RBI says that it has been cautioning users about the pitfalls of cryptocurrencies since 2013.
Difference between cryptocurrency and virtual currency
Virtual currency would be any currency without a physical form. One could argue that all our money, except for cash in our hands, is virtual as they are not physically being stored anywhere but are notional, ready for a transaction. But the virtual currency can be transformed into its physical form if needed (albeit to an extent).
Cryptocurrencies have another attribute. They don’t have any representation in the physical form and are not rooted in any material goods (gold etc.) or guaranteed by any government. It is a private and decentralized form of currency/exchangeable commodity for trade, beyond the purview of any authority.
But is cryptocurrency a commodity?
The apex court’s order was a result of a plea filed by a group including the Internet and Mobile Association of India (IMAI), which is a not-for-profit body representing India’s digital industry. Its members were largely among the heavy users of cryptocurrencies, transacting among themselves.
IMAI had argued the digital currencies to be a kind of commodity and hence, outside of RBI’s jurisdictional reach.
IMAI’s members contended the RBI’s restrictions scuttled business activity facilitated by cryptocurrencies.
The absence of a law on cryptocurrency in the country meant that there were no grounds for prohibition.
Supreme Court on cryptocurrency
The SC bench headed by Rohinton Nariman said that the rules governing cryptocurrencies would be decided by the Parliament based on the imminent Cryptocurrency Bill.
The SC clarified that RBI and the government would have a monopoly to create and circulate an official digital currency if needed.
Yet, it would be a tall task as it would need heavy investments to build a similarly fortified and encrypted payment gateway, exchanges, and user interfaces for an official cryptocurrency.
Regulations in other countries
Cryptocurrencies had a dream run in 2017 and early-2018, but after depreciation in a fluctuation, retail traders and speculators petered off. Some countries where it had caught on more than others such as China came up with regulations. y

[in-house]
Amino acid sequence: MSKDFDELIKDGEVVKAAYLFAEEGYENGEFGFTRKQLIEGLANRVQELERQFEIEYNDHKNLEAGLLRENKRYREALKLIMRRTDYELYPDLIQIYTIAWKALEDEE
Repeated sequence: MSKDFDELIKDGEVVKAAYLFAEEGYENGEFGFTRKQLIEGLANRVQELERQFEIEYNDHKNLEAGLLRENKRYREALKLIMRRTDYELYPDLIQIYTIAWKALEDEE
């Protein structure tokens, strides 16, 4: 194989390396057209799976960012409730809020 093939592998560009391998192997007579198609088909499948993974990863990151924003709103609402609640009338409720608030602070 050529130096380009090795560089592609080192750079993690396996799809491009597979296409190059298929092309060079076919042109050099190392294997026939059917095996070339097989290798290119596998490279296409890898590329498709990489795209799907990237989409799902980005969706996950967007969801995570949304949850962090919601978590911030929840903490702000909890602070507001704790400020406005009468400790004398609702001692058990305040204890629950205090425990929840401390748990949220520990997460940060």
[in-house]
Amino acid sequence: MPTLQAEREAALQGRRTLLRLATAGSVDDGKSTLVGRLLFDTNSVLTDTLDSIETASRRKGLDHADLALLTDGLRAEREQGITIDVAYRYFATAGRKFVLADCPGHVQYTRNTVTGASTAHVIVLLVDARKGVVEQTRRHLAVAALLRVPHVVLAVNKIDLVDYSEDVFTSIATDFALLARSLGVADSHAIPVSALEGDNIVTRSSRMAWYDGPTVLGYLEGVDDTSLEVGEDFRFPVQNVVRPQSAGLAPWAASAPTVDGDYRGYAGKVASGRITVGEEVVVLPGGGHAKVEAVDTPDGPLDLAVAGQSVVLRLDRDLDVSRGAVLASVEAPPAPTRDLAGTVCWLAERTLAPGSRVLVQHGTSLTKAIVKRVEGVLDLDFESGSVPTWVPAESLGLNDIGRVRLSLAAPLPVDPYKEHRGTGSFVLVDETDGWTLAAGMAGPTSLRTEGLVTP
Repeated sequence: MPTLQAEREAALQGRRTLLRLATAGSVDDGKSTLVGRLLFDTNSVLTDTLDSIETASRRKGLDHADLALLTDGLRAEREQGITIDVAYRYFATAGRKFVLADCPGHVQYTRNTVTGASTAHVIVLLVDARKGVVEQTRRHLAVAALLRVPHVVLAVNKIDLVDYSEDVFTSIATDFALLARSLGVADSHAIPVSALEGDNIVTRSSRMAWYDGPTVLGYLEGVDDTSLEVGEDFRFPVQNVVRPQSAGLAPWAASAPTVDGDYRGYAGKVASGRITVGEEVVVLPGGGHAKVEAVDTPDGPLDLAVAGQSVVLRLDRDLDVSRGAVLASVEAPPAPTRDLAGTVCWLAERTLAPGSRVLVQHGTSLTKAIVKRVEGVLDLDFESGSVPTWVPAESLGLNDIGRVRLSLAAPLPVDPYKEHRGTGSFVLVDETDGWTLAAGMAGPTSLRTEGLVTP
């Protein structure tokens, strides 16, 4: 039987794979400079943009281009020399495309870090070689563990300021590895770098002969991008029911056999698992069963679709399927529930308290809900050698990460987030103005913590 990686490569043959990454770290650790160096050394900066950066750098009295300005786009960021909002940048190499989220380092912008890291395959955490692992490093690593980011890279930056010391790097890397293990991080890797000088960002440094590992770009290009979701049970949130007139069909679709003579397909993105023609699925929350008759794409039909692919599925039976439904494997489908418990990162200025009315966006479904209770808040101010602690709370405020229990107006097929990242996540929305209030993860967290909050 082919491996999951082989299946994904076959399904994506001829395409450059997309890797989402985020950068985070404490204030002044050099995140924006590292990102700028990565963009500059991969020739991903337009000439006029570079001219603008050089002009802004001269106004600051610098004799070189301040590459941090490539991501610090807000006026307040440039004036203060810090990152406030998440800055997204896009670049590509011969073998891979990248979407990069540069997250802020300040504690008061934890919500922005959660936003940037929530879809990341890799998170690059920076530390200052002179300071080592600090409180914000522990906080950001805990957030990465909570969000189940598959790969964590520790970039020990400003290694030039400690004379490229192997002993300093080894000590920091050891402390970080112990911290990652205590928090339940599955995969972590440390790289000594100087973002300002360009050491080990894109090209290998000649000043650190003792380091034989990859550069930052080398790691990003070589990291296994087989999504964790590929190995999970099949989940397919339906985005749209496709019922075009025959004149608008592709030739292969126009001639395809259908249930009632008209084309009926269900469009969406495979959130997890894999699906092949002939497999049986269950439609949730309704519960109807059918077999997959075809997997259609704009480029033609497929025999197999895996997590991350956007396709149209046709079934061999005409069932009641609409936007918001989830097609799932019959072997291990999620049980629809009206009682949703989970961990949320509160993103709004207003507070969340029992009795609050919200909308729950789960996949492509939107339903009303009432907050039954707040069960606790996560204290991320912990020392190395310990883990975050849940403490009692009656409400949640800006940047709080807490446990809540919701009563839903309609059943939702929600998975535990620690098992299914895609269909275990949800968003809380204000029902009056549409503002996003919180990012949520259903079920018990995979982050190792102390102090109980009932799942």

In 2017, one of the developed economies, Japan, on the other hand, accepted Bitcoin as legal currency and gave its exchanges official recognition.
Advantages of cryptocurrency
- The records of dealings in cryptocurrencies are irrefutable and tamper-proof, making it one of the most transparent money systems, albeit for the knowledgeable.
- Cryptocurrencies make transferring even astronomical sums (think, millions of dollars, for example), that take days a matter of minutes and at charges that are a pittance (less than 1 percent of the transfer value!) compared to regular banking transfers. As these don’t need a trusted third-party or intermediary like a bank, the fees are really low compared to wire transfers.
- The transfer of value using cryptocurrency units or tokens is secure like no other system, comprising public and private keys.
- Because of blockchain technology, it is difficult to forge the creation and trading of cryptocurrencies.
- Given their decentralized identity, government interference mostly kept at bay, especially in markets without laws on them.
- No authority or company has access to our funds or personal information.
- Cryptocurrencies may also have the ability to preserve their value against inflation.
- The digital asset class is easy to transfer and divide unlike physical commodities
Cons of cryptocurrency
- RBI’s worries are not unfounded despite the network of cryptocurrencies being super-secure. Exchanges and wallets or user accounts are not always as secure as blockchain ledgers. That is why the theft of cryptocurrency already generated is not unheard of.
- The security and secrecy characterising the cryptocurrencies make it difficult to detect fraud, money laundering, and tax evasion.
- Not stored on a central server but held across a wide, anonymous network, physical damage to any of the computers’ storage could erase valuable units if there is no backup of the private keys of these computers’ memories.
- It is said the design of a number of cryptocurrencies results in scarcity of their availability (liquidity). The complex technology is not easy to delegate and it takes firepower to mine them. Hence, there are situations where supply is short of demand. The rate of exchange of a cryptocurrency against a fiat currency gets determined by this and there have been wild fluctuations with even the most popular Bitcoin.
Bitcoin remains the most well known among cryptocurrencies.
Bitcoin’s founder(s) remains mysterious to this day, going only by the nom de plume, Satoshi Nakamoto. Launched in 2009, it is rooted in open-source blockchain technology.
According to Investopedia, there were more than 18 million Bitcoins in circulation till the end of 2019, worth a market value of $146 billion. But wild fluctuations in its market price continue to pose a challenge to its legitimacy in the regular financial world.
Bitcoin in India
Bitcoin as seen comprises around two-thirds of the market cap of cryptocurrencies and in India, has a trading volume of around Rs 1 crore daily.
Other major cryptocurrencies which tend to move in correlation with Bitcoin have also gained this year; while Ethereum has more than doubled, Ripple’s XRP is up over 75 percent.
Cryptocurrency for us?
With the looming bill on the sector that could regulate them to an extent, cryptocurrencies may seem not worth our time or too hard to decipher but in them lies the key to a lot of disruptions.
Sending money across geographies could get revolutionized and financial inclusion could get a huge boost if they are integrated into the mainstream in the future.